Pastor’s Class Notes
Prepared by Dr. John E. Marshall
TWO PARADOXICAL ABSURDITIES
Introduction: It is natural for man to believe that one is saved by works, but to God such an idea is absurd. On the other hand, God offers to man salvation without works; but man views such an idea as absurd.
The two verses of our text deal with these two paradoxical absurdities. Paul is desperately trying to get men to turn from that which seems “logical” in their own eyes. It is imperative that men “lean not unto their own understanding.” They must instead accept God’s prescribed way.
Romans 4:4 “Now to him that worketh is the reward
not reckoned of grace, but of debt.”
Paul is here using a simple illustration from everyday life to show the absurdity of believing in salvation by works. If a man could earn his salvation, Heaven would not be a gift, but rather a debt that God owes.
A man who works for an employer does not consider his paycheck a gift. It is rather something earned. The employer is technically in debt to the worker and can be thrown in jail if he refuses to pay.
That is exactly the way men wish salvation to be. They want God to be in their debt. Something that can be earned appeals to their pride. “Man is much like a silkworm, he is a spinner and weaver by nature. A robe of righteousness is wrought out for him, but he will not have it; he will spin for himself, and like the silkworm, he spins and spins, and he only spins himself a shroud. All the righteousness that a sinner can make will only be a shroud in which to wrap up his soul, his destroyed soul, for God will cast him away who relies on the works of the law” (Spurgeon). God owes the human race nothing! God will never allow Himself to be viewed as a debtor.
As long as a person works for salvation, he will not receive it. It is impossible for God to be a debtor to any man. Imagine a sinner demanding Heaven with the boldness of a laborer demanding a paycheck. No human can dare approach God and say, “You owe me Heaven. You are in debt to me.”
Heaven would be a Pharisee’s paradise if men could earn their salvation. For eternity we would have to listen as men bragged about this and bragged about that. Heaven’s glory would not belong to God, but rather to men.
Such a condition just cannot be. Do not go to Heaven’s gate expecting to find a cashier’s window there. They are not going to distribute “x” number of tickets based on “x” number of good deeds which will entitle them to “x” degrees of happiness in heaven. No! No! No! Away forever with any such thought. Everything will be of grace.
You will be foolish to come claiming you deserve what is inside. You must come solely as a suppliant, as one staking his all on mercy. It is natural for man to believe that one is saved by works; however, to God such an idea is absurd.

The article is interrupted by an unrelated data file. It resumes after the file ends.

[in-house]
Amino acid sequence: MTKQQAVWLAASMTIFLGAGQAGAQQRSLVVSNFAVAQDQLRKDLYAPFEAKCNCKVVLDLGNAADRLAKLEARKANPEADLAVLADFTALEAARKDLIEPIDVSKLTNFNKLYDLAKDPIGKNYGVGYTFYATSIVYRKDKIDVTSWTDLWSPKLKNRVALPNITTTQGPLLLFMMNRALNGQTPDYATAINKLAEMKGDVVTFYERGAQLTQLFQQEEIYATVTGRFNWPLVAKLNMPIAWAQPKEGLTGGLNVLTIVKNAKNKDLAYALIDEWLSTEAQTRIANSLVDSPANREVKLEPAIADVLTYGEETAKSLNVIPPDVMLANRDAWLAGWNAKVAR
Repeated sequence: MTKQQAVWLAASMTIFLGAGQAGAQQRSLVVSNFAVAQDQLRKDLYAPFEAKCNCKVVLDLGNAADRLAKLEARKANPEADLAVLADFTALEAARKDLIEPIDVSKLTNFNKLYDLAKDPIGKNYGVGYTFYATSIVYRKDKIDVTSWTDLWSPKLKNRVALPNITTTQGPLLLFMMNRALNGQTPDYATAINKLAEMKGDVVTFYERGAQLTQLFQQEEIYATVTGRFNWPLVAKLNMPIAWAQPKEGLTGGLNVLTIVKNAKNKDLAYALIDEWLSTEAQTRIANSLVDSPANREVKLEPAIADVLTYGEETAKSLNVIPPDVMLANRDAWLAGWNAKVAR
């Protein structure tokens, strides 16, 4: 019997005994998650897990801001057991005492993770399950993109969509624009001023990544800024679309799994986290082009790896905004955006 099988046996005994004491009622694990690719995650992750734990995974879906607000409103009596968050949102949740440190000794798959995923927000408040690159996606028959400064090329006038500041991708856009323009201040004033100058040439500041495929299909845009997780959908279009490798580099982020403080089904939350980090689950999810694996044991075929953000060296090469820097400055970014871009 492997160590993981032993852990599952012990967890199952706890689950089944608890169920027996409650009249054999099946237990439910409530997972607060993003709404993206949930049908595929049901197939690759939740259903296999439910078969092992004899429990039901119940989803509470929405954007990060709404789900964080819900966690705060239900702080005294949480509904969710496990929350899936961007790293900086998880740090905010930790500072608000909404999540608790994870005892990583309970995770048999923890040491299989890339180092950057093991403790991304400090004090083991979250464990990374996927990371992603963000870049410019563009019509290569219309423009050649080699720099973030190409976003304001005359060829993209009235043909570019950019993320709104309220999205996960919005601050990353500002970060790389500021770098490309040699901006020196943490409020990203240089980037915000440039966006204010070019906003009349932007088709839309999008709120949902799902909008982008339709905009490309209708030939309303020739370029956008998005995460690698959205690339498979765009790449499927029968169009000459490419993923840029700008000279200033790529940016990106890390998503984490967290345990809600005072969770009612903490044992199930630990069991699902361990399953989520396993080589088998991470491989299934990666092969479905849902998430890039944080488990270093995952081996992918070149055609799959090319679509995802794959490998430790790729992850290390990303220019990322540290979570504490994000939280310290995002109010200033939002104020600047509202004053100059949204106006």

Romans 4:5 “But to him that worketh not, but believeth
on him that justifieth the ungodly, his
faith is counted for righteousness.”
After revealing the absurdity of the principle of salvation by works, Paul now proceeds to establish the validity of that which men by nature view as absurd–the principle of salvation without works.
According to this verse, the man right with God is the one who “worketh not, but believeth on Him. . . .”
“Worketh not”–in other words, the one who gets saved is the one who throws aside any pretense of earning salvation.
God does not mean for believers to forsake good works, nor does He disparage obedience to the law. The only kind of good works He forbids is when these efforts are attempts to bribe Him. God disdains our trying to be mercenaries. He does not like it when we try to “buy Him off.”
We must never demand things of God as though they were justly our due. God utterly refuses to take anyone into heaven who claims to be good or godly based on their own merit.”
“Believeth on Him”–God saves those who place their trust in Him rather than in themselves. Faith involves the recognition of one’s own inability to save self. Faith is unnecessary in one who senses total self-sufficiency. Faith involves the distrusting of every earthly thing for salvation. It involves the desertion of every human means for merit. Faith never approaches God as a hireling. It refuses to claim it is owed any wages. It clings to God and God only. Salvation is found totally apart from works. In fact, any man who tries to merit salvation is making his chances for Heaven worse, not better.